INTER-BASIN WATER TRANSFER AND ITS ROLE IN MODERN SOCIETY: A NON-TECHNICAL AND TECHNICAL REVIEW
by Simon Dagher
Department of Civil Engineering and Applied Mechanics McGill University, Montreal
A 15-CREDIT PROJECT SUBMITTED TO MCGILL UNIVERSITY IN PARTIAL FULLFILMENT OF THE REQUIREMENTS FOR THE DEGREE OF MASTER OF ENGINEERING
Inter-basin water transfer (IBWT) is the practice of moving or exporting bulk water volumes between adjacent or distant water-basins. It is currently being applied to hydroelectric projects, irrigation schemes and for municipal water supply. There is concern that IBWT projects may increase in magnitude in terms of scale and importance, to the point where entire States or regions may depend on them. The issue from a philosophical perspective addresses the commoditization of water in the context of IBWT. The historical, legal, economic, institutional and political discussion addresses the difficulties that Canadian governments face to effectively protect their fresh water resources from export. Three IBWT case studies are explored. A feasibility study of potential IBWT projects is undertaken from an engineering perspective. Canadian water resources are scrutinized to identify potential water extraction locations. Three proposals are described and studied: 1) exporting water using pressurized pipelines into the water-stressed Ogallala aquifer of the Southern-States, 2) reversing river flows to supplement the Great Lakes Basin, and 3) using trans-oceanic water tankers for fresh water export. Each proposal is rated depending on their potential environmental impacts (hydrologic disruptions, greenhouse emissions), social impacts, and by their potential costs and benefits. It was found that the pipeline proposal was the most beneficial of the three options, yet all three would be neither economically nor environmentally feasible.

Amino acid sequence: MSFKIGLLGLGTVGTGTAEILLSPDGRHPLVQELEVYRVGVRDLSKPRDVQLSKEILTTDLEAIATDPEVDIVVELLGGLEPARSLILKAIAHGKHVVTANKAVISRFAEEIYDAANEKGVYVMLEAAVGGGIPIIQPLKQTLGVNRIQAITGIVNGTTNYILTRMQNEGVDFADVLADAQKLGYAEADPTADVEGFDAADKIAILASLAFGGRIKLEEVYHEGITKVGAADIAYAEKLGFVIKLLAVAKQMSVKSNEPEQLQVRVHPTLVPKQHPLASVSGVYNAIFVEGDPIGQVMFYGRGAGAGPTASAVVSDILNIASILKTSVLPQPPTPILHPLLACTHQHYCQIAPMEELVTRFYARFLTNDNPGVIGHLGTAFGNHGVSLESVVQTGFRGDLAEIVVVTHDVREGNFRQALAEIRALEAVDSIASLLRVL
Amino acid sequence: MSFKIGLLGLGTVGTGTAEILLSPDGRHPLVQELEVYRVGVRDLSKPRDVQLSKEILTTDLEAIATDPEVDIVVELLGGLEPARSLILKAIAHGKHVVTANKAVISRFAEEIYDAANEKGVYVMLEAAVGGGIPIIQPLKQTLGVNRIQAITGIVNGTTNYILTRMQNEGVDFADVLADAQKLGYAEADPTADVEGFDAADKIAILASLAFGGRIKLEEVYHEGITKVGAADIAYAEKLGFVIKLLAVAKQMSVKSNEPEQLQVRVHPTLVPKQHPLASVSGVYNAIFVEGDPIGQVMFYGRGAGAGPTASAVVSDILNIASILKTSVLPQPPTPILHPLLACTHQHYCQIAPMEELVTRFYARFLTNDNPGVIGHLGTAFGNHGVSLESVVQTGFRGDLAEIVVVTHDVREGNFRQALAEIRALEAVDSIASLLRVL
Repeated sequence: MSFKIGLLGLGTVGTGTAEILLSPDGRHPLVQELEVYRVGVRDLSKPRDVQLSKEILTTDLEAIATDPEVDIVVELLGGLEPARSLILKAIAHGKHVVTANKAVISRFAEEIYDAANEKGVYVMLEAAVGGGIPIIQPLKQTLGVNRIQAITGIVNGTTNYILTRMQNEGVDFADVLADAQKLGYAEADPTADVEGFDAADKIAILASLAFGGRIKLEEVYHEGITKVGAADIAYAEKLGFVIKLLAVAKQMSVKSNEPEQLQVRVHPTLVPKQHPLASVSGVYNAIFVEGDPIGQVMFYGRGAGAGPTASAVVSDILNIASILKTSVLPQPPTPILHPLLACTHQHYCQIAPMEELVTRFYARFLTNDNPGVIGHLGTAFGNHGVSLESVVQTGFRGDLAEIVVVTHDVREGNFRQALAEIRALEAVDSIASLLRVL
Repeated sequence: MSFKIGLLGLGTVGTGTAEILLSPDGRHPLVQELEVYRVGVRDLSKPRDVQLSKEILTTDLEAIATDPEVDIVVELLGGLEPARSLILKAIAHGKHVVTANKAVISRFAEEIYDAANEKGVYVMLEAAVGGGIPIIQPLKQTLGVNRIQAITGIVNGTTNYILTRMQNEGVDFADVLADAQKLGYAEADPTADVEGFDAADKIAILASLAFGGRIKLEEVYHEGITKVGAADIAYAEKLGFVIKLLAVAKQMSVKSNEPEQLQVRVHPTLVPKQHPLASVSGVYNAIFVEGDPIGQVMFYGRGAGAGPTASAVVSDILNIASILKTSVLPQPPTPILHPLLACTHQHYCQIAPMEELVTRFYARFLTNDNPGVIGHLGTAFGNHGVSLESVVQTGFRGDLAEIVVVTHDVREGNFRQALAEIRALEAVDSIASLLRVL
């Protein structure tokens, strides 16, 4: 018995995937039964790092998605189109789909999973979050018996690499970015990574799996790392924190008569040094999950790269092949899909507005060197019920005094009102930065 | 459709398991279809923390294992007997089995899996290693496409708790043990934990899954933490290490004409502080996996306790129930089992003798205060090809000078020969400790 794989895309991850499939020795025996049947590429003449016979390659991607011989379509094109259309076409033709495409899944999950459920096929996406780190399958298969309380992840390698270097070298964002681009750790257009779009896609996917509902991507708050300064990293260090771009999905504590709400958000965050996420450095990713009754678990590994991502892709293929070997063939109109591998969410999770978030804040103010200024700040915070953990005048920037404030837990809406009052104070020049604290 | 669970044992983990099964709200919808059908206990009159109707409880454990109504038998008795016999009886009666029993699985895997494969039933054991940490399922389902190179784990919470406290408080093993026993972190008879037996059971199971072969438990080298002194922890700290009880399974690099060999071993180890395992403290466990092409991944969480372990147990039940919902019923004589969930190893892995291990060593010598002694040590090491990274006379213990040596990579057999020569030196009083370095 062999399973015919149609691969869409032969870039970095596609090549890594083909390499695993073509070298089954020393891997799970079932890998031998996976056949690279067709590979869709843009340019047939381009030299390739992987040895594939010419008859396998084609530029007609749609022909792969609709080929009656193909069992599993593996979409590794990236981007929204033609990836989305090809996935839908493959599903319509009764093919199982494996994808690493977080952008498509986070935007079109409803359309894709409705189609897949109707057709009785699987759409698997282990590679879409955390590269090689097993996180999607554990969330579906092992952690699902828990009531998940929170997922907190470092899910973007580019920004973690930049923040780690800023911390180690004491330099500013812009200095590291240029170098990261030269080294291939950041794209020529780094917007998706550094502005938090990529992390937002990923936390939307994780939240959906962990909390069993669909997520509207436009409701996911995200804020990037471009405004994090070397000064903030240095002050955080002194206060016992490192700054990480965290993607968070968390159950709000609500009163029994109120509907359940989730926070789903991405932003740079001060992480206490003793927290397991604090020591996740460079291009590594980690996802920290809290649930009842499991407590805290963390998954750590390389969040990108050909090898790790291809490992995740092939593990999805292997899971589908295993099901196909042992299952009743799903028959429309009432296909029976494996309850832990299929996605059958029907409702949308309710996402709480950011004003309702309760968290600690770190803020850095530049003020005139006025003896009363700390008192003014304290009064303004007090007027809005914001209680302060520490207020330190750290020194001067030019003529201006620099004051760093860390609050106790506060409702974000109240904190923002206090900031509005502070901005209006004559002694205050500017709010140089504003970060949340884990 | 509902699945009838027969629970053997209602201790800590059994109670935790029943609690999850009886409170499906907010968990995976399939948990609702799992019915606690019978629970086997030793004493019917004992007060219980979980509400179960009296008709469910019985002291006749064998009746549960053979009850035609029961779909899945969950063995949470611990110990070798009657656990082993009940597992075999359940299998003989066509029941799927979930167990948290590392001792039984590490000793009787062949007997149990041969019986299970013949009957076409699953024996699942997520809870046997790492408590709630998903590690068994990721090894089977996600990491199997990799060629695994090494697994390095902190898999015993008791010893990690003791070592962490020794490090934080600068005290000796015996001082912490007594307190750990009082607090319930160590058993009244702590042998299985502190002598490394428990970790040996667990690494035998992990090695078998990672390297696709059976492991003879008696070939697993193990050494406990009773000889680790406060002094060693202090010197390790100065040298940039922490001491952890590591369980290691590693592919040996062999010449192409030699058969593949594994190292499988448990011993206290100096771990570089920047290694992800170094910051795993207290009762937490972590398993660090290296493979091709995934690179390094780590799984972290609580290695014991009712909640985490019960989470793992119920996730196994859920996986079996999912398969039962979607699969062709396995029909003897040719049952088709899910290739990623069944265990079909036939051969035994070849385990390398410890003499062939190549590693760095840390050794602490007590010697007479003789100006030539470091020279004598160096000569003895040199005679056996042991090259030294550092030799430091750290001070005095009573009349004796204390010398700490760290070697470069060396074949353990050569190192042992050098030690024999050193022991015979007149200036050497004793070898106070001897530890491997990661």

Key Words: Inter-basin water transfer, IBWT, water exportation, water.